The Atlantic

Russia’s Seizure of Crimea Is Making Former Soviet States Nervous

The crisis in Ukraine has countries formerly in Russia’s orbit fearing Putin’s next moves.

A man holds the Russian flag in front of a statue of Lenin in Simferopol, Crimea on March 1. (David Mdzinarishvili/Reuters)

For the first time since the Soviet Union’s collapse more than two decades ago, Russian military forces have moved into an Eastern European country and occupied its territory. Over 15,000 Russian soldiers are now stationed in Ukraine’s autonomous republic of Crimea, according to Ukrainian officials (it’s not clear how many of them were already in the region before this crisis), in a deployment ordered by Russian President Vladimir Putin to protect “Russian citizens and compatriots on Ukrainian territory.” No shots have been fired, but Ukraine’s acting president, Oleksandr Turchynov, has placed his country’s military on its highest alert level to deter “potential aggression,” as the United States condemned Russia’s “invasion and occupation of Ukrainian territory” in violation of international law.

Fifteen independent countries, including Russia, emerged from the Soviet Union’s disintegration. Six of them—Ukraine, Belarus, Moldova, and the three Baltic states of Estonia, Latvia, and Lithuania—are in Europe, and all of them have a complicated relationship with modern Russia. Seven other countries once belonged to the Warsaw Pact, the Soviet Union’s military alliance in Eastern Europe. With the Cold War’s end, none of them had faced the threat of military intervention by the communist superpower’s successor state—until now. (In discussing Europe here, I’m not including Eurasian countries like Georgia, which fought a war with Russia in 2008, or the military support Russia offered Moldova’s breakaway Transnistria region in the early 1990s.)


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Ukraine: what will happen now?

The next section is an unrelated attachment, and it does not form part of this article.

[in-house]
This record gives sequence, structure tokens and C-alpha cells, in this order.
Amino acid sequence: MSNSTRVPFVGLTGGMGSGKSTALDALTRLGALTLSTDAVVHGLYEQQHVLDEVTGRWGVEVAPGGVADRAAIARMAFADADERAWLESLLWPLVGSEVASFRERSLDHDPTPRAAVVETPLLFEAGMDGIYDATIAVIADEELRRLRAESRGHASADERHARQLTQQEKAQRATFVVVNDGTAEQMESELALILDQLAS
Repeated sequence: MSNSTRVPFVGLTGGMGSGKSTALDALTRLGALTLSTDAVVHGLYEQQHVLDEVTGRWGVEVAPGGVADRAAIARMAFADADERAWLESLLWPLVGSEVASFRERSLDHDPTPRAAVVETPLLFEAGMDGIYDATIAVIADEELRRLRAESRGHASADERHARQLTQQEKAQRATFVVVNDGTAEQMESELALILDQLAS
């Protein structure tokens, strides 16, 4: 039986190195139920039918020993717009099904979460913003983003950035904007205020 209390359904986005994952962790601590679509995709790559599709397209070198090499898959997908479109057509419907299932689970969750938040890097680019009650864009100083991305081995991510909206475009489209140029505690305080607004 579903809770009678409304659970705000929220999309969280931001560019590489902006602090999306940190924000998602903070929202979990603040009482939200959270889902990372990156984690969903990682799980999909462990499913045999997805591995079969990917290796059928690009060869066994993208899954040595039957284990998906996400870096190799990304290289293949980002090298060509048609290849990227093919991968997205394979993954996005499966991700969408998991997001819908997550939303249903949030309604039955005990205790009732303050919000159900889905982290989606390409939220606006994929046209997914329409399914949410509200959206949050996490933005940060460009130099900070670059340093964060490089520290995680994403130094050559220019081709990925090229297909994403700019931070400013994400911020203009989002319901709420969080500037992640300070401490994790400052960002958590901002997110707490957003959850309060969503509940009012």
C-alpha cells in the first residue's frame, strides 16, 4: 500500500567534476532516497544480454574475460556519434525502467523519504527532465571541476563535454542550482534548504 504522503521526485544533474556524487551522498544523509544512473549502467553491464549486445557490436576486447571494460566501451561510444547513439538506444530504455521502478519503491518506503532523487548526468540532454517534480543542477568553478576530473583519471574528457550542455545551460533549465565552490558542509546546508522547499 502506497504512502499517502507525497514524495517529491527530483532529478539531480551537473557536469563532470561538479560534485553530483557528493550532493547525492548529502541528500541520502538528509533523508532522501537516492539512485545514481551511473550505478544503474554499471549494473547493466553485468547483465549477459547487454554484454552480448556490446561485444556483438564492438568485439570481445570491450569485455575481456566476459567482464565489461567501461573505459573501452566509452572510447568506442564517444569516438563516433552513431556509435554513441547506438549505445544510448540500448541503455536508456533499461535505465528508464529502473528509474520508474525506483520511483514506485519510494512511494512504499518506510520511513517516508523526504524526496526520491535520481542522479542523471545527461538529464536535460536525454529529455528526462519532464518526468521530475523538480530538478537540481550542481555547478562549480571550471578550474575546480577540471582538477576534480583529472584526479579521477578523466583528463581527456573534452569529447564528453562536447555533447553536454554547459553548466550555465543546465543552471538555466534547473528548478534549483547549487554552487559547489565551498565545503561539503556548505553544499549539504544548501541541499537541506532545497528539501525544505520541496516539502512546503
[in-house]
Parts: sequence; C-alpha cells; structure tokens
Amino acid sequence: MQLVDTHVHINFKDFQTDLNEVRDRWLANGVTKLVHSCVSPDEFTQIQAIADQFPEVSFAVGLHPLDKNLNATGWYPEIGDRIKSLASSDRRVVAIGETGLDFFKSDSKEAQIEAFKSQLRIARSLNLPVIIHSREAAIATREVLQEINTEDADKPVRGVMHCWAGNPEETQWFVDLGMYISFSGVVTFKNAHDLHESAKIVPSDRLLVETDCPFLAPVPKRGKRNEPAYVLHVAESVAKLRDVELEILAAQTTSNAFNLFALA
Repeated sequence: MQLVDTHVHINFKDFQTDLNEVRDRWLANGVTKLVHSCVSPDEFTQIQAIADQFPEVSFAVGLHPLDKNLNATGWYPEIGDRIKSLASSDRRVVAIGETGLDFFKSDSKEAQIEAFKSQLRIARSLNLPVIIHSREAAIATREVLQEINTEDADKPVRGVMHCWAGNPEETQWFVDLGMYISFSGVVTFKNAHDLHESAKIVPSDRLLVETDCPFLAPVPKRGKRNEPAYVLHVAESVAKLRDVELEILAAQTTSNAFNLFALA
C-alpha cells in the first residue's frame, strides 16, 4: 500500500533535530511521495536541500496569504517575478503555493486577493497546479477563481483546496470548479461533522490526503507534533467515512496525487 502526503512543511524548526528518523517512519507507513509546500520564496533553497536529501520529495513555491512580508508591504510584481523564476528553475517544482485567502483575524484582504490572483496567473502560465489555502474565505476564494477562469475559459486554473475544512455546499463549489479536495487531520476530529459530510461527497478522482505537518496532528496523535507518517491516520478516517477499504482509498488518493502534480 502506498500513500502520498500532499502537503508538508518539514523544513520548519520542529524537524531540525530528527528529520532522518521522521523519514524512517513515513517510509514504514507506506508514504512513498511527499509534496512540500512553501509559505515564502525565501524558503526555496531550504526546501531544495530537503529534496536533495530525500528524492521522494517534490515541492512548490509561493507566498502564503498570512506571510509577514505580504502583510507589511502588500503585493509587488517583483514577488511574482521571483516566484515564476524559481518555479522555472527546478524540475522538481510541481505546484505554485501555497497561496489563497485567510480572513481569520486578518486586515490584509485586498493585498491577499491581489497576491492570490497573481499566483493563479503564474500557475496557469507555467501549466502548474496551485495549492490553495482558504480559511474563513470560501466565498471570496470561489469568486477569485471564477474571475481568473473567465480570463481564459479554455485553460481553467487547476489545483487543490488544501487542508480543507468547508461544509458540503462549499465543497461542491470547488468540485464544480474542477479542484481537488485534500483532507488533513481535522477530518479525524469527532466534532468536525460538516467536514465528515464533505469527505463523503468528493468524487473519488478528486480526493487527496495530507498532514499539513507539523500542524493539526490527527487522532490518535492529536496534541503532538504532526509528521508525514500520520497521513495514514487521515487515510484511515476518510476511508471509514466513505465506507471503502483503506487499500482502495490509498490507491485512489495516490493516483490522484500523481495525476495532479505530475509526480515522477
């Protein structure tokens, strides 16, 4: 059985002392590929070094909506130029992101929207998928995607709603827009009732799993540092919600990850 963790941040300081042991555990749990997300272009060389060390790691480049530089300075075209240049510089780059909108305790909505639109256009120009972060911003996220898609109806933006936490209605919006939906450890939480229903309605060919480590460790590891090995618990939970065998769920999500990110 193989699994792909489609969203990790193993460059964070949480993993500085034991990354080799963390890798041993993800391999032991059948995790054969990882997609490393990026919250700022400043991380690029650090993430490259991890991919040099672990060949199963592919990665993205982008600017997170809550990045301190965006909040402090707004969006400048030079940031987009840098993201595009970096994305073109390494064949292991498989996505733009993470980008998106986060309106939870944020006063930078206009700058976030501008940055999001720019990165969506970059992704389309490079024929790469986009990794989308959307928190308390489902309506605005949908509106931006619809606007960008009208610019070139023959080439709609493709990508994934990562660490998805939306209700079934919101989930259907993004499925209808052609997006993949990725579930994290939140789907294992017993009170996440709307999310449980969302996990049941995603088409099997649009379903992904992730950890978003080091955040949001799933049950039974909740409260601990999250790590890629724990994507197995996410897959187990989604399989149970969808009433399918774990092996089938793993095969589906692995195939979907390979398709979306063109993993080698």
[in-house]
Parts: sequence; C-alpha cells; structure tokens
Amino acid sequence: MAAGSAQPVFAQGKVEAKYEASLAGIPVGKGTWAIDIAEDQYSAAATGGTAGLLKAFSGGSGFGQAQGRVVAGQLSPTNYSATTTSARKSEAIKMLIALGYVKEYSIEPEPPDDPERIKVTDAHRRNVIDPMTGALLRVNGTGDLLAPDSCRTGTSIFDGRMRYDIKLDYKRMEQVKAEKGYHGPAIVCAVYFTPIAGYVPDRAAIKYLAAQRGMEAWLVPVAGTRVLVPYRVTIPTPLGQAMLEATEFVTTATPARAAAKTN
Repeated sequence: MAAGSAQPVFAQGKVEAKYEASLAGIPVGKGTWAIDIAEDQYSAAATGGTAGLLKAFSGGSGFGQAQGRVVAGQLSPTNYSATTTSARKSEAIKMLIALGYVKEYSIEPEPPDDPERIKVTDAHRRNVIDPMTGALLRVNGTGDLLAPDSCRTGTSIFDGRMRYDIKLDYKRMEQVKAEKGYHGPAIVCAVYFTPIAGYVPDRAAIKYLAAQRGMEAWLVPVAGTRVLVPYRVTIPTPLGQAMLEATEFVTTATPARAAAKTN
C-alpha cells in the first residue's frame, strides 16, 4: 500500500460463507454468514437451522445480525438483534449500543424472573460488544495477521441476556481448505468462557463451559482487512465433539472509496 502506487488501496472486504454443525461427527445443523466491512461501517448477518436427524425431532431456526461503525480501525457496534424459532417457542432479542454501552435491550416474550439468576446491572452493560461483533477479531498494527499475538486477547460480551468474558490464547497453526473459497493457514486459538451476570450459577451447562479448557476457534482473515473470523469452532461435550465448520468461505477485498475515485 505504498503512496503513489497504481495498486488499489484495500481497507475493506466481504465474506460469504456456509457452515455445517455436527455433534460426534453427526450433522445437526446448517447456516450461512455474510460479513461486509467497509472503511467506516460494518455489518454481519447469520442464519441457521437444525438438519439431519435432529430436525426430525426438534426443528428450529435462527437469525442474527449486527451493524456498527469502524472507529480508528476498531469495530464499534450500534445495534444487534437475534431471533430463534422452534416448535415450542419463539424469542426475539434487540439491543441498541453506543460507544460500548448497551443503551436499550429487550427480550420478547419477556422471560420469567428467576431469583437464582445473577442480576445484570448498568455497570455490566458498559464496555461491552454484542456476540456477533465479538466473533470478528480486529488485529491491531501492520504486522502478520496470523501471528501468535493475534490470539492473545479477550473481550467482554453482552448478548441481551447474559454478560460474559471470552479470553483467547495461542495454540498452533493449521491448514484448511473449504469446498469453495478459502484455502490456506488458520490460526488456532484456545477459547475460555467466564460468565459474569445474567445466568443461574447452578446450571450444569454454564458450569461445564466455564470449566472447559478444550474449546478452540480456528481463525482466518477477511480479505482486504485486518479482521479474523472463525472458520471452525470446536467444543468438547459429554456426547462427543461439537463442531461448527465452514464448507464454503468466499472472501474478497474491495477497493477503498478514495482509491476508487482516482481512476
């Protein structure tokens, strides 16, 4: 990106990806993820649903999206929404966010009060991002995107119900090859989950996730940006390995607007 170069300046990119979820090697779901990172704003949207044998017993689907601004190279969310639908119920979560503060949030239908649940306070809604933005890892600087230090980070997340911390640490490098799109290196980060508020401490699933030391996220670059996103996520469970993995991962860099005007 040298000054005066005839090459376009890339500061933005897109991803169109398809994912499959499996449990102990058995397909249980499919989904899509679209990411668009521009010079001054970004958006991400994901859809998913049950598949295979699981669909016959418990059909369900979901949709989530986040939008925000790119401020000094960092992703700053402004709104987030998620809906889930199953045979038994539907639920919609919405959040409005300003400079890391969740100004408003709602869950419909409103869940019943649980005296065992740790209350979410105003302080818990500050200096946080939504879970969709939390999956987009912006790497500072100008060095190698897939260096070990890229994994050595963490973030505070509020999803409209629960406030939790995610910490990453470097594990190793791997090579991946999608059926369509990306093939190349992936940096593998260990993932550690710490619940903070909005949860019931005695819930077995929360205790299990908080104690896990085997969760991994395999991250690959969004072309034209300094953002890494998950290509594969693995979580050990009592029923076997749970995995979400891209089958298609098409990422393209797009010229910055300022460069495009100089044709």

Events in Crimea have the potential to turn Ukraine into Europe’s worst security nightmare since the revolutions of 1989
Pro-Russian activists wave a Russian flag at a rally in Donetsk, eastern Ukraine.

Pro-Russian activists at a rally in Donetsk, eastern Ukraine. Photograph: Alexander Khudoteply/AFP/Getty Images

In his 14 years in power grieving the loss of the Soviet empire, Vladimir Putin has launched three wars against Russia‘s neighbours and territories formerly under the Kremlin’s domination. As a newly appointed prime minister in 1999, before becoming president on New Year’s Day 2000, he began with a war in Chechnya, brutally suppressing an armed insurrection against Moscow’s rule in the north Caucasus and razing the provincial capital, Grozny.

In 2008, the former KGB officer ordered a blitzkrieg against Georgia, partitioning the country in five days. He remains in control of 20% of Russia’s Black Sea neighbour: the territories of South Ossetia and Abkhazia. The Russian military also controls a slice of Moldova known as Transnistria in a frozen conflict dating from the collapse of the Soviet Union.

In the Crimea and Ukraine, however, in the event of full-scale war, Putin has opted for a game-changer with the potential to be Europe‘s worst security nightmare since the revolutions of 1989 and the bloodiest since Slobodan Milosevic’s attempts to wrest control of former Yugoslavia resulted in four lost wars, more than 100,000 dead, and spawned seven new countries in the Balkans. Ukraine is a pivotal country on the EU’s eastern and Russia’s south-western borders. Territorially it is bigger than France. Its population is greater than those of Poland or Spain at 46 million. It has a proper military and is well armed. Ukraine was the Soviet Union’s arms manufacturing base; it remains in the top league of global arms exporters.